When there is a remarriage and a desire to leave most of the estate to the children from a prior marriage, the spousal elective share should be addressed.  A spouse may not be disinherited and is entitled to a “spousal elective share” of an estate, unless there is a valid waiver of that right.  When there is a will, it is the greater of $50,000 or the capital value of decedent’s net estate if it is less than $50,000, or one-third of the decedent’s net estate. (In addition to this share, there are New York law provisions that provide the surviving spouse limited specific property that is deemed to be "outside" of the estate).

Certain lifetime transactions specified by the statute are included in the net estate.  One example is gifts made within one year of death.  The value of those gifts is included in the net estate.  In an estate with multiple assets and transactions during lifetime, determination of the net estate can become complicated.  This is illustrated by the case of a joint bank account with both spouses’ name on it.  As a joint owner, the surviving spouse gets to keep the joint bank account.  However, fifty percent of that account is considered as an interest that passed directly from the decedent to the surviving spouse.  It is subtracted from the spouse’s net elective share.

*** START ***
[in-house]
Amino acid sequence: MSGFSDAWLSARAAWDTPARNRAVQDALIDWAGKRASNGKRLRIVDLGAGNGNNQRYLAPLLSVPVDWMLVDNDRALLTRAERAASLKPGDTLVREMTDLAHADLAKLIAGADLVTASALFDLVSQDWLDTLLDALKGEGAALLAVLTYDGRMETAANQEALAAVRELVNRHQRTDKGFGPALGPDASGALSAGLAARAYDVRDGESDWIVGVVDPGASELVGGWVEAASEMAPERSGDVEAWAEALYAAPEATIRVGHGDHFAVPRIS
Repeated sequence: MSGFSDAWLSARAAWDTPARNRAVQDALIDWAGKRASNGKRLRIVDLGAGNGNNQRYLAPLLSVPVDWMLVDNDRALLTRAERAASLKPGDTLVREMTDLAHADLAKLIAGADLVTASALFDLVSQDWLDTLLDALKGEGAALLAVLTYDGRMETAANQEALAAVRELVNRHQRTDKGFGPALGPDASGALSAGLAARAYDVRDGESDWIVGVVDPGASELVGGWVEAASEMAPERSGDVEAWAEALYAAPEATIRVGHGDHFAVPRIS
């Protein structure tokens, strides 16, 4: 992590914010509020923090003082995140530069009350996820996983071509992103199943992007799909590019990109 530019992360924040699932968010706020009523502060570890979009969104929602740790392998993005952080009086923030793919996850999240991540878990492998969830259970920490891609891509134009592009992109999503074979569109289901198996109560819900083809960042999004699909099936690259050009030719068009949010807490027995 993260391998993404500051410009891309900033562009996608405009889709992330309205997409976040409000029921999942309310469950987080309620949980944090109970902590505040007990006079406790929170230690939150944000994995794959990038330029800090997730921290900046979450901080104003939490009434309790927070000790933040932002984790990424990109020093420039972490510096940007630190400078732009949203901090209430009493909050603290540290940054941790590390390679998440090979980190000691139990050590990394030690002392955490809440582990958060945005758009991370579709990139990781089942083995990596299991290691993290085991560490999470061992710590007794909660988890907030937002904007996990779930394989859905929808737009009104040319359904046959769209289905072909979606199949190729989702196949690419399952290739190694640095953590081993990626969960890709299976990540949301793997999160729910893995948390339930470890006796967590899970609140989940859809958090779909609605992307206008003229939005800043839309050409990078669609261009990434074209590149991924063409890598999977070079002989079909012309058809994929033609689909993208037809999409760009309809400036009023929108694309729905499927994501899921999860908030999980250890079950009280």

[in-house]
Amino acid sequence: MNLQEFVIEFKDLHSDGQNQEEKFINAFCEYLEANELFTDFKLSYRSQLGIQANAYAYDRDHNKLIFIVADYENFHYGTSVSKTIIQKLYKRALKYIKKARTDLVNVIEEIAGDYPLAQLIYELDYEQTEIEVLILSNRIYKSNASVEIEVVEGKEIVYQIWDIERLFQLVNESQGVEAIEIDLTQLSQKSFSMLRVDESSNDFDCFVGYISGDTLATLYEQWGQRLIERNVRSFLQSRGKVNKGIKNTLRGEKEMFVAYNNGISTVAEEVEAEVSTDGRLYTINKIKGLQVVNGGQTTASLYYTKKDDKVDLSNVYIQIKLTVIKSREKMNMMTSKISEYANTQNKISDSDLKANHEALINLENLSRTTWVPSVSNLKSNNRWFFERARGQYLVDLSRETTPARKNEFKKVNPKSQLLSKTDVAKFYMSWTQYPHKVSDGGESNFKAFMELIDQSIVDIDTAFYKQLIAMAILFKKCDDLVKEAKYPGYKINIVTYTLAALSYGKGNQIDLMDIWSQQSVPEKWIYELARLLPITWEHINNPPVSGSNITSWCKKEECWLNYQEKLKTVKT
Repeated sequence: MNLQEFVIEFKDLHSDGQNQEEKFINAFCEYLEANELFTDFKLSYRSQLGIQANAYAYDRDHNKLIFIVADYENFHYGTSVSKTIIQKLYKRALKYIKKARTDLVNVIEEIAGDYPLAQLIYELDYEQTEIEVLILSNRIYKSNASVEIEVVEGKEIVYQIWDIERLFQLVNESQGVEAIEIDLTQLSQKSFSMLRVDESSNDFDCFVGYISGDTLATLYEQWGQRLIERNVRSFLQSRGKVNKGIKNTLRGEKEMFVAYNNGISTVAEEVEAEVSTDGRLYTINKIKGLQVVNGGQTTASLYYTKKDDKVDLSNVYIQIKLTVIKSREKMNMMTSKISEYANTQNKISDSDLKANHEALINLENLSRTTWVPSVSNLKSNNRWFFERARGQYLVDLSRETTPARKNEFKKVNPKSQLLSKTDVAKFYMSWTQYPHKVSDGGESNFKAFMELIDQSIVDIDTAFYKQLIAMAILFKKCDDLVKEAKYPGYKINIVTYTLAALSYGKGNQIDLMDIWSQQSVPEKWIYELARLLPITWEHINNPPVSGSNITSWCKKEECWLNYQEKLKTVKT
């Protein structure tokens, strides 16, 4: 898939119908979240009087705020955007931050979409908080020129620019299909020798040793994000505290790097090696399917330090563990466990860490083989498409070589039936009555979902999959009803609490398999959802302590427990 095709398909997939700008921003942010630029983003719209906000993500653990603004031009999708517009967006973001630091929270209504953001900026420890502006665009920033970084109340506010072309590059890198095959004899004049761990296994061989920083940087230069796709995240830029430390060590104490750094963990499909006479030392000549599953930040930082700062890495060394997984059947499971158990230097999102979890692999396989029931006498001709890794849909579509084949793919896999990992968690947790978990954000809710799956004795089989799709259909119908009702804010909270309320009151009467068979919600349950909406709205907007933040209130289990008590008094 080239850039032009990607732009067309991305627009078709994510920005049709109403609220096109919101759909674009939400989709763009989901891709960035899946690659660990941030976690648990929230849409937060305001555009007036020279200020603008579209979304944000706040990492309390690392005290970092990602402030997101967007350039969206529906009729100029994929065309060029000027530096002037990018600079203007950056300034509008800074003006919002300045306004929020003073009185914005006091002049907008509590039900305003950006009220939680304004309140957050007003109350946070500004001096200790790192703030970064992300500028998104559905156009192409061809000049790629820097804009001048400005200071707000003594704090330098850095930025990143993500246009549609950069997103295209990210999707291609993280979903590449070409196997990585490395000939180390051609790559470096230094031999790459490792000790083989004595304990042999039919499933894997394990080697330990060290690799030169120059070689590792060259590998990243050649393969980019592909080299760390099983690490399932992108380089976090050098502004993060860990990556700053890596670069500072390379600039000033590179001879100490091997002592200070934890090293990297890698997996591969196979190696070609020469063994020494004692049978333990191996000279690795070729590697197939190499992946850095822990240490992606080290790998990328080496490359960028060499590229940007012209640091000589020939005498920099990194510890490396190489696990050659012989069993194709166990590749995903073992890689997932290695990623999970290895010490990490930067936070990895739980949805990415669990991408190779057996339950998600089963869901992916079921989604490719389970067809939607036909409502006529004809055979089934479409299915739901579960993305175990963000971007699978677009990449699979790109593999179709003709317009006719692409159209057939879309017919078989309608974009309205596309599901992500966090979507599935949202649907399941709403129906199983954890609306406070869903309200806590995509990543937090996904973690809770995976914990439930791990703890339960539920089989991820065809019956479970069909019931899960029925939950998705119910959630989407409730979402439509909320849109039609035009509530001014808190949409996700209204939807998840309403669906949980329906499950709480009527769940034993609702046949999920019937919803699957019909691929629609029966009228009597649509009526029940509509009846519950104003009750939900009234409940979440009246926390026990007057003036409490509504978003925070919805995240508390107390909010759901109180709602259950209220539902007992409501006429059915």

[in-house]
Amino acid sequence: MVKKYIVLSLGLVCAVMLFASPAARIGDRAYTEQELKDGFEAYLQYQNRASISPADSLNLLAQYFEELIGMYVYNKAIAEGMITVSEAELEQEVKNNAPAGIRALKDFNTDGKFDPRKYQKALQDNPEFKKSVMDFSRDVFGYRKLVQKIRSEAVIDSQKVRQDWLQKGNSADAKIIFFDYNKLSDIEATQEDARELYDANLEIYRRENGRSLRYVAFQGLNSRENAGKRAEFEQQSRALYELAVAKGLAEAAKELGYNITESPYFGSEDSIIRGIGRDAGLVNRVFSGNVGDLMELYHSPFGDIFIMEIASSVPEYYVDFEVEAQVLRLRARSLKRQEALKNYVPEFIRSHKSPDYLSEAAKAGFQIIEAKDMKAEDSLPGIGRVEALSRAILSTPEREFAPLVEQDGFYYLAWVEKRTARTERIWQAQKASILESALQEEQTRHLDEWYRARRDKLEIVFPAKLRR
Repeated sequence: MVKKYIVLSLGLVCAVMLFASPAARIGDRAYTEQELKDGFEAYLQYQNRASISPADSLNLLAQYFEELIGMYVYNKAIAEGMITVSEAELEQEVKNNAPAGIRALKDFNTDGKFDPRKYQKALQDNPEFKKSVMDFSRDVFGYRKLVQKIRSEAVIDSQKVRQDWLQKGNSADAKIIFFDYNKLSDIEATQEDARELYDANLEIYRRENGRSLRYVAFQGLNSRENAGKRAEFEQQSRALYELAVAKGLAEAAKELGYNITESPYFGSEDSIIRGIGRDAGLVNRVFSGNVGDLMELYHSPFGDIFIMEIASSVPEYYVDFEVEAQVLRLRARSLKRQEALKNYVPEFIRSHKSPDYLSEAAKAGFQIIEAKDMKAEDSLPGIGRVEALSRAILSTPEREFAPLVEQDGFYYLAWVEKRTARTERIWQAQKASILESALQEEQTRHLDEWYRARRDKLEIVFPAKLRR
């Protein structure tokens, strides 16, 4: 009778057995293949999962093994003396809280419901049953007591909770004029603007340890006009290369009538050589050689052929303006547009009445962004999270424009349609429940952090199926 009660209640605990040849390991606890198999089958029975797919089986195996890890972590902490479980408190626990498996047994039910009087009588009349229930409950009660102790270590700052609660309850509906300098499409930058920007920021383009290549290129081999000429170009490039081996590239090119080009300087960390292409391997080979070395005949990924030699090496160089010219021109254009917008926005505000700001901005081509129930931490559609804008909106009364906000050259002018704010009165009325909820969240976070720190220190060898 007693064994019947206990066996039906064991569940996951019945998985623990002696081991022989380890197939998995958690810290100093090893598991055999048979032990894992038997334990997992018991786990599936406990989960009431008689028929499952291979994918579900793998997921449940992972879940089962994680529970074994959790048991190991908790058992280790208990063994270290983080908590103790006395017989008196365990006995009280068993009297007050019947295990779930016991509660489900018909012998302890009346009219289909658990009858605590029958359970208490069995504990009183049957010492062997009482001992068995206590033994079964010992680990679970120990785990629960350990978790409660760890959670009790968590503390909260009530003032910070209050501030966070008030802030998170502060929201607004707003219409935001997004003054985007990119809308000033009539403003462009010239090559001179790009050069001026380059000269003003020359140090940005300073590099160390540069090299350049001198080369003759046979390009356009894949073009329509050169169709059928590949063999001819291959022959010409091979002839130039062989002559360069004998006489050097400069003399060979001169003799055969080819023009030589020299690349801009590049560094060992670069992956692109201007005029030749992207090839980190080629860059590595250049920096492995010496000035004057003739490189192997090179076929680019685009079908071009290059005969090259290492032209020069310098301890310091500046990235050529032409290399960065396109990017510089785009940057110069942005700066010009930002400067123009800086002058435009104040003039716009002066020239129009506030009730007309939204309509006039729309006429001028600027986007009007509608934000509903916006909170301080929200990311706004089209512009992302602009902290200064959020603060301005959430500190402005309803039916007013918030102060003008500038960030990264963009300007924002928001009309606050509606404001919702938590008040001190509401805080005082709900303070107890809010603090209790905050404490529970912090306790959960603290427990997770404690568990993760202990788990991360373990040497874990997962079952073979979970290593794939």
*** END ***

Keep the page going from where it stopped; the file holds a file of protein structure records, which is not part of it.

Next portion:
A written waiver of the spousal elective share signed and acknowledged by the spouse can waive the right.  The waiver can be signed and acknowledged before the marriage in a prenuptial agreement, during the marriage, or after the marriage.  It should be part of an overall estate plan,  including a will or a trust as needed.  If the surviving spouse challenges the waiver , the court will scrutinize the waiver to ensure it was not obtained through undue and unfair advantage exercised by one spouse over the other.  A waiver should be prepared in a way to ensure the process is fair.#